Saturday, March 9, 2013

All Yesterdays the new movement(?)...

So of course by now, especially if you're into palaeo-art, you've no doubt heard about the new book All Yesterdays.

Now I will be up front right away, I haven't read it yet. At the same time I've been keeping up with the blog posts, opinion piece, palaeo-art community's commentary, and also watched the video of the book launch. So while I'm not claiming to know all the details, but I think I got the main gist.

This book has caused quite a stir by finally articulating the thoughts and feelings of the "modern" era of palaeontologists and artists (modern as in those who started in the science since the millenum). While many were calling for and suggesting what All Yesterdays is about, the book is a solid rallying point for a possible new movement in palaeo-art.

While I certainly dig a lot of what I've heard and read, I do have some slight reservations about how this new  paradigm of palaeo-art could materialize, wait till the end on that though. Most of what I have to say is good.

The Good
By C. M. Kosemen from All Yesterdays
One of the best things about All Yesterdays is its attack on the shrink wrapped look of Dinosaurs the past 20-30 years. The illustrations of modern animals in the style of palaeo-art is certainly an interesting slap in the face to most palaeo-artists (though I'd argue Louis Rey should get credit for fighting the shrink wrapping for years now).

Hopefully we'll see some more realistic Saurian body image shortly in the future, and less Dinosaur super models :P

The Great
By John Conway from All Yesterdays
The advocating for more variation, variety, and imagination in reconstructions (while hardly new) is refreshing (none the less). Especially in trying to depict new novel behaviour.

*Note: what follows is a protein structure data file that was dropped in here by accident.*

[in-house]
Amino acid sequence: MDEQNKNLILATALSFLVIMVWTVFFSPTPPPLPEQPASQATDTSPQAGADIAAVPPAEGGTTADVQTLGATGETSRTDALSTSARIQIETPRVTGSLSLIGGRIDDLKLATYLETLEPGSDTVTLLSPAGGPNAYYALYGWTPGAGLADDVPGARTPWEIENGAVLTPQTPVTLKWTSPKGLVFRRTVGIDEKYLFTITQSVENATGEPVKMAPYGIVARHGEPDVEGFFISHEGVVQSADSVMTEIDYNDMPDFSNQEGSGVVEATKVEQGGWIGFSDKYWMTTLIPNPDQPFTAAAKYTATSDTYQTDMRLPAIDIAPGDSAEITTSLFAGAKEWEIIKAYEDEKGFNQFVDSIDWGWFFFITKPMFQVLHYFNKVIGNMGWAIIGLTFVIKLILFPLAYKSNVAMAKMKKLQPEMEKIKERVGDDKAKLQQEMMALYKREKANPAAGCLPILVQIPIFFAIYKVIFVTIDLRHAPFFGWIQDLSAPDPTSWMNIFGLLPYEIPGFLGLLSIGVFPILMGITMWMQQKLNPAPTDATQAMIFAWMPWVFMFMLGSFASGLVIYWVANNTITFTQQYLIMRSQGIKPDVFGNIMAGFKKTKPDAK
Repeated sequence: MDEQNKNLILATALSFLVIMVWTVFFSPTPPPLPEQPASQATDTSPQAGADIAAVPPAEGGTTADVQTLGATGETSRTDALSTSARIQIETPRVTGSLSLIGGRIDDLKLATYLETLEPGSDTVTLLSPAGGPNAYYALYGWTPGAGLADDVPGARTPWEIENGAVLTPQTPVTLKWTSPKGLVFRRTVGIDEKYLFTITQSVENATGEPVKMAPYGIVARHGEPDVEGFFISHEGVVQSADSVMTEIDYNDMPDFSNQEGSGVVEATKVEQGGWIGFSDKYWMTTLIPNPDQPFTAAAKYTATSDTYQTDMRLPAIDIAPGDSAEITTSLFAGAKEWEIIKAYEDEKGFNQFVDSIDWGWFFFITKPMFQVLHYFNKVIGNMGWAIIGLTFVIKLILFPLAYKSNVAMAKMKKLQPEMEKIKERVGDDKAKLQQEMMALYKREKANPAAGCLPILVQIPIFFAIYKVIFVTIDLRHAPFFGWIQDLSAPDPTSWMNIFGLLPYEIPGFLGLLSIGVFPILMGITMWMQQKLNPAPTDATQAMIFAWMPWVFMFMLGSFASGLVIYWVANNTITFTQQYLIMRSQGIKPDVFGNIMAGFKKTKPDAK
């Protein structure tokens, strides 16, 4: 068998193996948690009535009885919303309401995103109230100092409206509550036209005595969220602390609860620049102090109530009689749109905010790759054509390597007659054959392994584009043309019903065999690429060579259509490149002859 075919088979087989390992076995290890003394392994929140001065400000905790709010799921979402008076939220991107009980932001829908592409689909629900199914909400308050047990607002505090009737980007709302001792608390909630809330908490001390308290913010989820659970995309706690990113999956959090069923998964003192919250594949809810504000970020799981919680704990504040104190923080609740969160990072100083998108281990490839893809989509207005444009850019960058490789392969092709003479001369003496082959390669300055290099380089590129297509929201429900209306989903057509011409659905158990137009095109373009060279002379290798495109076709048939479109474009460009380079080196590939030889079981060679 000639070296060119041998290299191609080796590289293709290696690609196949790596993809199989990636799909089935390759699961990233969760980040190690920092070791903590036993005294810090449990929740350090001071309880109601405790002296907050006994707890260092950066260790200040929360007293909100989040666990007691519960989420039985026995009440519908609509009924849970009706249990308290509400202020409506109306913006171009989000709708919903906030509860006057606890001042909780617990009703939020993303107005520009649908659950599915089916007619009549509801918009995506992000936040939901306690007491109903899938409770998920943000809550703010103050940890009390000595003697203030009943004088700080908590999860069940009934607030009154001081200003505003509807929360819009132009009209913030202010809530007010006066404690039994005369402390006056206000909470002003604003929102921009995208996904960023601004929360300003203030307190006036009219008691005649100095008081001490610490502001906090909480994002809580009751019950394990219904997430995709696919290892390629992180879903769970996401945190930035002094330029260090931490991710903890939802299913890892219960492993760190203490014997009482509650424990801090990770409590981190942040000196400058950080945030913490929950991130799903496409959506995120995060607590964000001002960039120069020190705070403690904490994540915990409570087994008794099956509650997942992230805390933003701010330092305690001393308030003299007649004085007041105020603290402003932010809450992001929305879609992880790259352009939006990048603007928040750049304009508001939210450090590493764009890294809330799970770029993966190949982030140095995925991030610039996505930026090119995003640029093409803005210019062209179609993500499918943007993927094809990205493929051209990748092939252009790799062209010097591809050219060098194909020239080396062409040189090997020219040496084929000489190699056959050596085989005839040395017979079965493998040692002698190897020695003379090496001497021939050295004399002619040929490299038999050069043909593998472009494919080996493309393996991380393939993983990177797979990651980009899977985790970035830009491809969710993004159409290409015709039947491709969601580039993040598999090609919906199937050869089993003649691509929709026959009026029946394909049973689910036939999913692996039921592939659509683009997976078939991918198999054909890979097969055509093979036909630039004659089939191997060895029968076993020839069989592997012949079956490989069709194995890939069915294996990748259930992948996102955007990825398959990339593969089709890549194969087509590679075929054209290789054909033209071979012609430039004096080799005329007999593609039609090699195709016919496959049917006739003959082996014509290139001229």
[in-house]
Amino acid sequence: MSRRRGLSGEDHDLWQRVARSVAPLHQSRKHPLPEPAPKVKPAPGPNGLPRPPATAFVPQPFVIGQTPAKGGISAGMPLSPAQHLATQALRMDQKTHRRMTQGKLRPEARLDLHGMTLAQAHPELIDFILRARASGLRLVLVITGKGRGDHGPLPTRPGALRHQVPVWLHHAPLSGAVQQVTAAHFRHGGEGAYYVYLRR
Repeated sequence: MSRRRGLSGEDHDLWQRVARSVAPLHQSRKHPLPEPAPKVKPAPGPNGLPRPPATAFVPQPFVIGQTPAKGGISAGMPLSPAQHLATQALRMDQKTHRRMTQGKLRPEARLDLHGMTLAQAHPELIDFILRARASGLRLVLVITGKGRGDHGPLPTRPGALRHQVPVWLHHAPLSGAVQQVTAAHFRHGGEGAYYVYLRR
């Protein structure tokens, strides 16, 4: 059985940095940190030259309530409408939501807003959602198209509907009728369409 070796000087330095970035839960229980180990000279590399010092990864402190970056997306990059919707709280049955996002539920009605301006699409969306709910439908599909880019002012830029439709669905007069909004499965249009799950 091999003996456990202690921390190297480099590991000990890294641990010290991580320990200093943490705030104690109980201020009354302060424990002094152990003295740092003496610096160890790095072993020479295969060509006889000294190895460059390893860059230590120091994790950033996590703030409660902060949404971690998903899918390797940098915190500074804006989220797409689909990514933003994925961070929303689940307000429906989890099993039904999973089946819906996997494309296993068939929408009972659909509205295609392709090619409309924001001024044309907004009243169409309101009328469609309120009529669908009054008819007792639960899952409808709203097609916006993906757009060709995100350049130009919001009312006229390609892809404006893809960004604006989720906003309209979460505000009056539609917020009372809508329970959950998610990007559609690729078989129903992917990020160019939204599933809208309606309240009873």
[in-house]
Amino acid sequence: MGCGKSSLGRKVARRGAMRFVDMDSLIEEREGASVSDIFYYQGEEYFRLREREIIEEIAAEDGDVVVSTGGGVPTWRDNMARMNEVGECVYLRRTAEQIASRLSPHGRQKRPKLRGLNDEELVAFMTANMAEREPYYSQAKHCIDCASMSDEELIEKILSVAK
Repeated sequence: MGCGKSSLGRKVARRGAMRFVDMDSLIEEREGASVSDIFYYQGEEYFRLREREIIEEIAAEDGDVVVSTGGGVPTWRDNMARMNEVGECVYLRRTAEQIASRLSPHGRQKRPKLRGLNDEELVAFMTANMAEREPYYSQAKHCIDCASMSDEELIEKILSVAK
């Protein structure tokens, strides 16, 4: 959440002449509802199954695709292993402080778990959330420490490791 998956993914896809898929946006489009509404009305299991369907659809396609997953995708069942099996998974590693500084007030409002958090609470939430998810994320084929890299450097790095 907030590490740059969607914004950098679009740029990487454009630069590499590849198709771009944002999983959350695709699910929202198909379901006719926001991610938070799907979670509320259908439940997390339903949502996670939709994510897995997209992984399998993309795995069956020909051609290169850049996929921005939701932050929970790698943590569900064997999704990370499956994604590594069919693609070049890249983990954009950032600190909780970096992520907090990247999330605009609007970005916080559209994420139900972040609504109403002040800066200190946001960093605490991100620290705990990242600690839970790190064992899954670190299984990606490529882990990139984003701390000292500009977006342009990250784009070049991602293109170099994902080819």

I especially love the fusion of John Conway's artistic talents with Darren Naish's encyclopaedic biologic know how as a inspiration point.

The Fantastic

By John Conway from All Yesterdays
There is a hope (possibly slim, but hope none the less) that this could lead to the end of palaeo-art memes. Perhaps we'll finally see artists dare to recreate prehistory in all manner of new and non cliched manners.

The Bad

By John Conway from All Yesterdays
Where I worry about this push for the new and novel, is the possibility of outlandish and completely fictional misconceptions that could get out there.

Yes the authors urge for caution and reason in the speculation artists pursue. However out of the images I've seen I can't help but notice the authors themselves already have taken, in my opinion, a flight of fancy.

Now for what I'm about to say, I openly say I haven't read the book, so perhaps there is some explanation I am unaware of...

In the above picture of the "Carpet Pleisosaur" we see a Pleisosaur engaged in extreme camouflage. It is an outstandingly beautiful piece of art, and I was drawn to it from the moment I saw it. Yet the (amateur) scientist in me was immediately very worried about it.

This overall concept is based on a carpet shark. An animal that has devoted its whole morphology to this lying around ambushing prey. Superficially it sounds like an ideal energy efficient way to catch your prey. Only problem is it relies on the shark being able to breath underwater.

Plesiosaurs couldn't do that! Okay what about some species of turtles I hear you asking. Well yes they do do this. However they are much smaller than any Plesiosaur I know of, and these turtles (as far as I'm aware) all live in fresh water.

Further more the Plesiosaur has too many adaptations for open water fast swimming for this to be an ideal life style strategy for it. Again back to the turtles. The ones that lurk still at the bottom of the water ambushing stuff have stubby limbs. The ones with long flippers, aka sea turtles, actively swim around. The carpet shark has very minimized fins compared to other sharks.

Overall this doesn't just strike me as fanciful speculation, it is outright ignoring the science we have on Plesiosaurs.

I worry with this new movement based on "speculation" for the sake of nothing but speculation, we will get a lot of fiction and misinformation out there about prehistoric life. More to the point it takes the science out of scientific reconstruction. We would then just be engaged in imaginative reconstruction. I don't see this as helping palaeontology constructively...